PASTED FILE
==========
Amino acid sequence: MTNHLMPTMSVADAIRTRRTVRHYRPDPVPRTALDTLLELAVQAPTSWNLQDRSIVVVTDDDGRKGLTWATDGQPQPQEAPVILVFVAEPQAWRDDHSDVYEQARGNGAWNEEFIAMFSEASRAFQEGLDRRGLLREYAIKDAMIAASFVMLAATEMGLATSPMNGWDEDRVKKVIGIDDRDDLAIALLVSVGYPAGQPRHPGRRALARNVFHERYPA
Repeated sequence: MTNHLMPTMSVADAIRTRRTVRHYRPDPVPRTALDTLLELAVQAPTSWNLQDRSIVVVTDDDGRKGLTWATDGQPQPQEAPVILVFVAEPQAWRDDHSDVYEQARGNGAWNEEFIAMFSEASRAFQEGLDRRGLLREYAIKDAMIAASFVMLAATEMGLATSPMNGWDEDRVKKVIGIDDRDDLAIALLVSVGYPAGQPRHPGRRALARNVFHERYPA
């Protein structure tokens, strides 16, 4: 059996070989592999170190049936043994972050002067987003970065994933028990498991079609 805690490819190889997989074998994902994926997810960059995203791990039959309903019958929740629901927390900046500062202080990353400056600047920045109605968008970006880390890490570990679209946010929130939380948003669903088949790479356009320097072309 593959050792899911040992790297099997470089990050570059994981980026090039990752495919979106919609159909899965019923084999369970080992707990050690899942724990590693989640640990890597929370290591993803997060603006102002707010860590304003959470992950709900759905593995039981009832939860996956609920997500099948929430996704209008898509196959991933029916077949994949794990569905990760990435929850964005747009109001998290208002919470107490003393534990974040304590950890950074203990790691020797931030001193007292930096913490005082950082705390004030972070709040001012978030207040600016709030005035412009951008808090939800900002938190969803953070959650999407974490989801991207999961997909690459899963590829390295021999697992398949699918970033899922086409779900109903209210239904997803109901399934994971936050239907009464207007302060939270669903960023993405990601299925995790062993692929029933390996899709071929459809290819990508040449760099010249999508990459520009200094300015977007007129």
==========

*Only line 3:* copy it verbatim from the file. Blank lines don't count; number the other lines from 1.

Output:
């Protein structure tokens, strides 16, 4: 059996070989592999170190049936043994972050002067987003970065994933028990498991079609 805690490819190889997989074998994902994926997810960059995203791990039959309903019958929740629901927390900046500062202080990353400056600047920045109605968008970006880390890490570990679209946010929130939380948003669903088949790479356009320097072309 593959050792899911040992790297099997470089990050570059994981980026090039990752495919979106919609159909899965019923084999369970080992707990050690899942724990590693989640640990890597929370290591993803997060603006102002707010860590304003959470992950709900759905593995039981009832939860996956609920997500099948929430996704209008898509196959991933029916077949994949794990569905990760990435929850964005747009109001998290208002919470107490003393534990974040304590950890950074203990790691020797931030001193007292930096913490005082950082705390004030972070709040001012978030207040600016709030005035412009951008808090939800900002938190969803953070959650999407974490989801991207999961997909690459899963590829390295021999697992398949699918970033899922086409779900109903209210239904997803109901399934994971936050239907009464207007302060939270669903960023993405990601299925995790062993692929029933390996899709071929459809290819990508040449760099010249999508990459520009200094300015977007007129």